Roombas are awesome vacuums. Instead of finding time to drag a vacuum around to pick up all the crumbs and dirt from kids, pets, and whatever else, you can program the Roomba to do all the work for you while you’re away for the day.
What’s even better about Roombas is that they’re getting better with time. While they used to be very basic devices with mixed results, now they do a great job.
But what if you live in a house with more than one story? No, unfortunately, Roombas can’t climb stairs just yet although I’m sure they are working on that option as we speak.
If you want coverage across all of the levels of your house, you’re going to need to make some adjustments to keep all of the bedrooms and living areas clean.
But can a Roomba be used on multiple floors? Absolutely! We’ve put together 9 tips on ways you can get the most out of your Roomba if you live in a house with multiple floors.
You can still use the Roomba every day, but you can just alternate between upstairs and down.
Thankfully, Roombas have programming features now that make this possible. You can choose which days you want your Roomba to work and what areas you want it to clean.
For some people, that will mean moving the charging station between two floors. If you’re wondering if a Roomba can have two home bases, the answer is yes.
If you have the money to spare, you can always buy more home bases so your Roomba will have somewhere to go on each floor when the job is done.
Roombas are built with cliff sensors inside. They’ll know when they are getting too close to the steps and back away. A Roomba falling down the stairs rarely happens.
Instead, it will back away and keep cleaning up the rooms on the top floor or wherever it’s working.
What happens if I move the base to a different floor? This can be done, but you’re going to need to program your Roomba on the second floor for the best results.
If you just pick up the Roomba and the home base and head upstairs, the Roomba will do a decent job, but it may have a hard time getting back to the base.
As a result, your vacuum may run out of battery and won’t be able to do the work the next day.
Newer Roomba models can fit up to 10 unique floor plans in their memory. That means it can vacuum an entire floor or parts of your floors depending on what you need to be done.
If, for example, you know that part of your home is occupied during the week, then you can program your Roomba to skip those rooms on that day. It all depends on how deep into the details of programming you want to get.
Interrupting your Roomba mid-cycle before it has finished its programming is a great way to confuse your vacuum.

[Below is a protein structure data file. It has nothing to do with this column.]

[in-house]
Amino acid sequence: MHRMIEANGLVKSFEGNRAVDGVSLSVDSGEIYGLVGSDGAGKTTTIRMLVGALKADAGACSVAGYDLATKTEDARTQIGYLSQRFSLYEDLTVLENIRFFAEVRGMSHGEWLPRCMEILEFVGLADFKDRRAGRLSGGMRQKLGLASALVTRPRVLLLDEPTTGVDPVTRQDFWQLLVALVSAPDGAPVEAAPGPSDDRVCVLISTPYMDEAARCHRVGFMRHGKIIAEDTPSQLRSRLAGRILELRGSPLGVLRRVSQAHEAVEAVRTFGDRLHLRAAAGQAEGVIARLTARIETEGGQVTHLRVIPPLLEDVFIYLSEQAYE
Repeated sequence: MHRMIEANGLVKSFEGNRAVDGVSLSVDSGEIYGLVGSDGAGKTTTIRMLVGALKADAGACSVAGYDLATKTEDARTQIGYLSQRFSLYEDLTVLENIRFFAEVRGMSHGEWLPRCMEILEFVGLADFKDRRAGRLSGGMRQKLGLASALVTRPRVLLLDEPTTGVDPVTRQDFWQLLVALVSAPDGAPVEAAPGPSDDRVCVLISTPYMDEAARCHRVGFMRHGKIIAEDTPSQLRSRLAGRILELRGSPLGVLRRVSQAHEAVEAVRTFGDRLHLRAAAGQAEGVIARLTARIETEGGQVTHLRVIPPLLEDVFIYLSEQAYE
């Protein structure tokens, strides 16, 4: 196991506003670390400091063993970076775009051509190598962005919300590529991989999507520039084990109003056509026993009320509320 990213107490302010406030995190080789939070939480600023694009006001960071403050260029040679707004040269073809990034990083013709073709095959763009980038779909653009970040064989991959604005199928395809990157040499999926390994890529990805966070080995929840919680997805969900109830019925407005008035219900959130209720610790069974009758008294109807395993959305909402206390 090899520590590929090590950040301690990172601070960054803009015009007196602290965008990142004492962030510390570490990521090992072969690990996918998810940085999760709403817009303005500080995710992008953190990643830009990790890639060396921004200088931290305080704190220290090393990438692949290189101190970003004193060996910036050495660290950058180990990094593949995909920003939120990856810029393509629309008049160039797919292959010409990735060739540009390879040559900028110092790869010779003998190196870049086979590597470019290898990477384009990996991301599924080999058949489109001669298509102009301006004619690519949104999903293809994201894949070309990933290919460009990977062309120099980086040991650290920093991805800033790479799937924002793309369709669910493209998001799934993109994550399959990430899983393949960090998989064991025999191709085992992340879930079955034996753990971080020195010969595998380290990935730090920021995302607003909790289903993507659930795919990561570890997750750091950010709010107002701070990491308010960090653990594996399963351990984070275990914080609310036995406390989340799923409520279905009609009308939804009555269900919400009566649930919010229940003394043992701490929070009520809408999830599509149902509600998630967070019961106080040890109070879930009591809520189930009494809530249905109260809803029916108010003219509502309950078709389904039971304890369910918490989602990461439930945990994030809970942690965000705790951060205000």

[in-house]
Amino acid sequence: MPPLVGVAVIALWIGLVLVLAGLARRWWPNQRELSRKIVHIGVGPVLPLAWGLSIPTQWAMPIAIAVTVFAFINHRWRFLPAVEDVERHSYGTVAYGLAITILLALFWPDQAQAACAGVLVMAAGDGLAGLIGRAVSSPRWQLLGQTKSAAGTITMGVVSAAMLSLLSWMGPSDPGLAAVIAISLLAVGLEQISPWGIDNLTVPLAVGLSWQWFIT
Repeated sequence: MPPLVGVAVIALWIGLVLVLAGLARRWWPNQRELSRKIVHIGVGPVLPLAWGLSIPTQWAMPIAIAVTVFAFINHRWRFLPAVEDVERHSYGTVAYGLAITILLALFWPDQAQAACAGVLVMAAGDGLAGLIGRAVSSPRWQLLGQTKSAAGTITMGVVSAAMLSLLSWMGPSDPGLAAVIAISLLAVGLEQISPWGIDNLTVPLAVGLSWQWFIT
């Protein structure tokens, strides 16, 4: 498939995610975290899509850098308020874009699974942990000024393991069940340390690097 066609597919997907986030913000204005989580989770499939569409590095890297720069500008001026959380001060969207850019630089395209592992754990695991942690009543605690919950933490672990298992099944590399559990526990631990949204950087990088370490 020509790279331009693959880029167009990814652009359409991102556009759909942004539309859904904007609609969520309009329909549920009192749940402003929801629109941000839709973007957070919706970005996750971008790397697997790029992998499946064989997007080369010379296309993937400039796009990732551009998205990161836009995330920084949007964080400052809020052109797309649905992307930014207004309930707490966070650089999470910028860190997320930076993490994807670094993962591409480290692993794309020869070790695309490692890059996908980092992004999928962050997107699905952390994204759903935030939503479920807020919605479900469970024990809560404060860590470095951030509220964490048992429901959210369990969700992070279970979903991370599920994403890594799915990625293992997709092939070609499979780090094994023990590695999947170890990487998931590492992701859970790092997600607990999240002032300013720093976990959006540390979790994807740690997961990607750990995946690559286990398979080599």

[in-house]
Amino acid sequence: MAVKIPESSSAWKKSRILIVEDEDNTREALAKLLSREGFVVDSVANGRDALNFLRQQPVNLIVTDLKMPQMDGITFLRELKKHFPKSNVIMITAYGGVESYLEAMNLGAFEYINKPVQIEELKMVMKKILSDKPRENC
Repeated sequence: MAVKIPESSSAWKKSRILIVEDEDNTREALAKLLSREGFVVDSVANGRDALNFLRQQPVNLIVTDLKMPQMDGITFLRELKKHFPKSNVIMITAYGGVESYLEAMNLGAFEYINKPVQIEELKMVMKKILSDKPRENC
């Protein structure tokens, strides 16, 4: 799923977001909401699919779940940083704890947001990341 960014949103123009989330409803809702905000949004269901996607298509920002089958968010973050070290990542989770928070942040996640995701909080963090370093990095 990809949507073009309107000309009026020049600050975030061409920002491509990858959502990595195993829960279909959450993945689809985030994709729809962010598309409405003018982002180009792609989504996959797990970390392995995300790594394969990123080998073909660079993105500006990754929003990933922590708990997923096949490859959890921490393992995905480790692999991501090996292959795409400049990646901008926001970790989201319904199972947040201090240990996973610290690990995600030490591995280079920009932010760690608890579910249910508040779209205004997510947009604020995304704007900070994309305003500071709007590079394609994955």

To make things easier, wait until the Roomba is done with whatever floor plan cycle it’s on. Then take it upstairs and get it started.
Your Roomba needs the house wifi to communicate with the homebase and respond to prompts from your mobile app. If there is a part of the house in the basement or the top floor with poor signal, then it’s easier for your Roomba to go AWOL.
Before you get your Roomba vacuuming far-off areas, extend your home internet to guarantee that there is good coverage throughout the house.
Yes, a lot of people end up buying two or more Roombas depending on how big the house is. Moving the vacuum up and down the stairs, every day works, but it gets old quickly. Most of the time, people buy another one to save them the trouble.
Having two or more Roombas means your house gets good coverage every day, and forgetting to move it won’t mean you’re missing out on much-needed vacuuming.
Roombas usually charge overnight and run while everyone’s out at work or school. That means they are fully charged in the morning before they start their daily shift.
If you’re going to be switching floors regularly, then you will want to move the Roomba early in the day when it has a full battery. This helps ensure your upstairs or basement gets a good vacuum as opposed to it running out of batteries mid-cycle.
While it’s possible to program your Roomba however you want, most people want to know whether they can toss the Roomba onto another floor and have it figure things out.
Yes, it will do a fairly good job at this, but there are things you can do to make it easier on your machine and get better results.
For example, you can tell the kids to clean the clothes off of the floor, lean chairs up so it’s easier for the Roomba to get through, and make sure all of the doors are open.
If you don’t want it to go into certain areas but don’t have the time to program it, you can create physical barriers in a pinch out of shoes or pillows or something.
Finding ways to get your Roomba to work on multiple floors is easier with each new product that iRobot releases.
They are always coming out with smarter machines with more features that are easier to control.
Who knows, maybe in the near future your Roomba will have legs and will march up the stairs while you’re gone.